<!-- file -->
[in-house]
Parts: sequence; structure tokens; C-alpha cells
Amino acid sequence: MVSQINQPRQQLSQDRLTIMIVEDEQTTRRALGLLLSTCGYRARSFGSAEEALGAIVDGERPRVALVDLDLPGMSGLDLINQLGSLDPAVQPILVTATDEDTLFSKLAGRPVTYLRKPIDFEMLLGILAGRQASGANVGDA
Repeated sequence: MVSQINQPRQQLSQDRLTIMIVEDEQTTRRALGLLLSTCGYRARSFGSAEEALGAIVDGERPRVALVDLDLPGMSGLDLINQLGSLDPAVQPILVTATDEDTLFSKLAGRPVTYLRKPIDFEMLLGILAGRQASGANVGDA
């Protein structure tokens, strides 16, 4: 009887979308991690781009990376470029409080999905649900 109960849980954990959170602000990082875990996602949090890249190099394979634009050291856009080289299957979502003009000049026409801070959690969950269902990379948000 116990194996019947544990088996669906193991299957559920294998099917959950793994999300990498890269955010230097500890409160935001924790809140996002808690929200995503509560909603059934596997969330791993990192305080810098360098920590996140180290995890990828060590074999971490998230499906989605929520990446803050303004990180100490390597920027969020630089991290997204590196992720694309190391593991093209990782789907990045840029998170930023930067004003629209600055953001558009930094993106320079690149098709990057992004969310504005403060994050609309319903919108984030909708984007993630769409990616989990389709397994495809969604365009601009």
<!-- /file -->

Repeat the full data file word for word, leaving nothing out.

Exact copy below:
[in-house]
Parts: sequence; structure tokens; C-alpha cells
Amino acid sequence: MVSQINQPRQQLSQDRLTIMIVEDEQTTRRALGLLLSTCGYRARSFGSAEEALGAIVDGERPRVALVDLDLPGMSGLDLINQLGSLDPAVQPILVTATDEDTLFSKLAGRPVTYLRKPIDFEMLLGILAGRQASGANVGDA
Repeated sequence: MVSQINQPRQQLSQDRLTIMIVEDEQTTRRALGLLLSTCGYRARSFGSAEEALGAIVDGERPRVALVDLDLPGMSGLDLINQLGSLDPAVQPILVTATDEDTLFSKLAGRPVTYLRKPIDFEMLLGILAGRQASGANVGDA
């Protein structure tokens, strides 16, 4: 009887979308991690781009990376470029409080999905649900 109960849980954990959170602000990082875990996602949090890249190099394979634009050291856009080289299957979502003009000049026409801070959690969950269902990379948000 116990194996019947544990088996669906193991299957559920294998099917959950793994999300990498890269955010230097500890409160935001924790809140996002808690929200995503509560909603059934596997969330791993990192305080810098360098920590996140180290995890990828060590074999971490998230499906989605929520990446803050303004990180100490390597920027969020630089991290997204590196992720694309190391593991093209990782789907990045840029998170930023930067004003629209600055953001558009930094993106320079690149098709990057992004969310504005403060994050609309319903919108984030909708984007993630769409990616989990389709397994495809969604365009601009």